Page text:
- 款識：銘刻 A. Rodin 及凸版簽名 A. Rodin
- 高：35.2 公分
- 13 7/8 英寸
Elizabeth Howard Mathiasen (by descent from the above)
Karl Mathiasen, Virginia (sold: Quinn's Auction Galleries, Falls Church, 17th May 2014, lot 160)
Purchased at the above sale by the present owner
Antoinette Le Normand-Romain, The Bronzes of Rodin. Catalogue of Works in the Musée Rodin, Paris, 2007, vol. I, illustrations of other casts pp. 306-309
Rodin (exhibition catalogue), Royal Academy of Arts, London, 2007, another cast illustrated in a photograph p. 85
"In response to your inquiry, we are pleased to provide you with a general report of the condition of the property described above. Since we are not professional conservators or restorers, we urge you to consult with a restorer or conservator of your choice who will be better able to provide a detailed, professional report. Prospective buyers should inspect each lot to satisfy themselves as to condition and must understand that any statement made by Sotheby's is merely a subjective, qualified opinion. Prospective buyers should also refer to any Important Notices regarding this sale, which are printed in the Sale Catalogue.
NOTWITHSTANDING THIS REPORT OR ANY DISCUSSIONS CONCERNING A LOT, ALL LOTS ARE OFFERED AND SOLD AS IS" IN ACCORDANCE WITH THE CONDITIONS OF BUSINESS PRINTED IN THE SALE CATALOGUE."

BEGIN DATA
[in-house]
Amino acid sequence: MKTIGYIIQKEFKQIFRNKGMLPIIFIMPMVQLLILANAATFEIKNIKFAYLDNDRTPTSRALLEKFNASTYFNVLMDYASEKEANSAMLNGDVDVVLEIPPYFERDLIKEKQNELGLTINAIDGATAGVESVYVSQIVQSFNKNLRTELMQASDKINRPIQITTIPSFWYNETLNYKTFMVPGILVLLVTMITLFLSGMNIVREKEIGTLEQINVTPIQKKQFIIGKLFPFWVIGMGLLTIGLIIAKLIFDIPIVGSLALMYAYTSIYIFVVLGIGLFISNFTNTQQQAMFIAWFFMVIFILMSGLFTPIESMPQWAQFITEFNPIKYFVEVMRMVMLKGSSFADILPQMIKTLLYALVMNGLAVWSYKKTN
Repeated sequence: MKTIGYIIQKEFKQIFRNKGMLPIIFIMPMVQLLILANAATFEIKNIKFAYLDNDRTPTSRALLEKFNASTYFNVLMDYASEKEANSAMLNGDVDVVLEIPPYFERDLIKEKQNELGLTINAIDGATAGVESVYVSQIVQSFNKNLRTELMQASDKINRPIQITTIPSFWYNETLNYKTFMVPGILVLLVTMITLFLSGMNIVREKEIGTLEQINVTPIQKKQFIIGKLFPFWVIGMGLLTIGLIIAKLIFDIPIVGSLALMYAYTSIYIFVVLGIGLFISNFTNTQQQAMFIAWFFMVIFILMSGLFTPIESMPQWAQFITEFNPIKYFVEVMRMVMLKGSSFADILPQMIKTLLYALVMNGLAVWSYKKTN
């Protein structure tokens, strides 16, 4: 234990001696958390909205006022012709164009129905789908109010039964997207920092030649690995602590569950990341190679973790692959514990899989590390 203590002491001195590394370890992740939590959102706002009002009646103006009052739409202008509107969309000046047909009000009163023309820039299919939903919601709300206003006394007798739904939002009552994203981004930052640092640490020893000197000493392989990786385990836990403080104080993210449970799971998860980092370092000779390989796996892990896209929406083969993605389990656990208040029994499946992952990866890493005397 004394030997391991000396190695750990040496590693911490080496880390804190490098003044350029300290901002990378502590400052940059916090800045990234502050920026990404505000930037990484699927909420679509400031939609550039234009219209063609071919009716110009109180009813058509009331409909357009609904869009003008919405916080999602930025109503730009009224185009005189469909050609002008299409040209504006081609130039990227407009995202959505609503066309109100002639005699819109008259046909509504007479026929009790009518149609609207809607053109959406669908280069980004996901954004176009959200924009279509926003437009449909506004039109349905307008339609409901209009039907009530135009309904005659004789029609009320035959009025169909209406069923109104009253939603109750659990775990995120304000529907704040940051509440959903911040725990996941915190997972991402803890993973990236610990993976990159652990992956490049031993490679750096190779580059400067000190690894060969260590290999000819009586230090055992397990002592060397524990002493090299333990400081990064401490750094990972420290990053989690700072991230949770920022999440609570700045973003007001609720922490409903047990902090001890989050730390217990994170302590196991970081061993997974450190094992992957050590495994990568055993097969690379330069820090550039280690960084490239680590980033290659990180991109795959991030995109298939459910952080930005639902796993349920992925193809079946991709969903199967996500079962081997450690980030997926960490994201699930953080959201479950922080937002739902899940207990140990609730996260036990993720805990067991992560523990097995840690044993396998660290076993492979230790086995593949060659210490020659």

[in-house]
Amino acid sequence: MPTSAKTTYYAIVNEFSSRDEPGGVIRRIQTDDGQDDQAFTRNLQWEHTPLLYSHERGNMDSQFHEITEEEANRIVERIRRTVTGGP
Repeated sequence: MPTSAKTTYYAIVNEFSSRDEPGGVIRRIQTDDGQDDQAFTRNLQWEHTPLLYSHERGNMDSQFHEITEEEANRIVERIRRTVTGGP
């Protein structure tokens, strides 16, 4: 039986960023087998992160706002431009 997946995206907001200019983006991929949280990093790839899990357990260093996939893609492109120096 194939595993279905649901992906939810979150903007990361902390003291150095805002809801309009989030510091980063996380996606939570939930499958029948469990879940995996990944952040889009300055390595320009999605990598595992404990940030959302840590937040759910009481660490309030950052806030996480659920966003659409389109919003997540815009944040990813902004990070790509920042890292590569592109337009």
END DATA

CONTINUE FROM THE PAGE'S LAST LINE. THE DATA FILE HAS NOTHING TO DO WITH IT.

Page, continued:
Le Désespoir was one of the figures that survived this initial creative process but the history of its evolution reflects Rodin’s continual experimentation and working methods. Rodin began with the figure of Désespoir (de la porte) which adorns the right door of the gates, before adapting that more upright pose to the curved solidity of the present work. In both, Rodin abandons the traditional iconography of despair with head in hands, instead expressing emotion through the taut muscles and rounded shoulders of this highly original posture, as Antoinette Le Normand-Romain writes: ‘The success of this female figure is owed to the simplicity of the modelling and the density of the composition – clearly one of the sources of inspiration for Aristide Maillol’s The Mediterranean, which, in 1905, emerged as the manifesto for a return to classicism’ (A. Le Normand-Romain, op. cit., p. 309).
This model was highly sought-after from the first, and Rodin went on to produce a number of variants, including one with the figure transformed into a bush in the manner of a Daphne. Initial casts included an integral bronze base, but at some point the base of one of the plasters was reduced - possibly by accident - and Rodin decided to have this new design cast in bronze. A photograph by Haweis & Coles (fig. 2) showing the work prior to being fitted to its carved marble base suggests that the work was first cast in this form circa 1903-4. Only two other casts of this model combining bronze with marble are known, one of which is now in the collection of the Musée Rodin, Paris.
An early owner of this work was George Henry Howard, a wealthy New York financier and founding investor in Atlas Utilities which merged in 1929 with J.P. Morgan’s United Corp to form Atlas Corporation, an investment trust which controlled many well-known companies including Greyhound Lines. Howard became President of United Corp which under his leadership weathered the stock market crash, continuing to grow into the 1940s.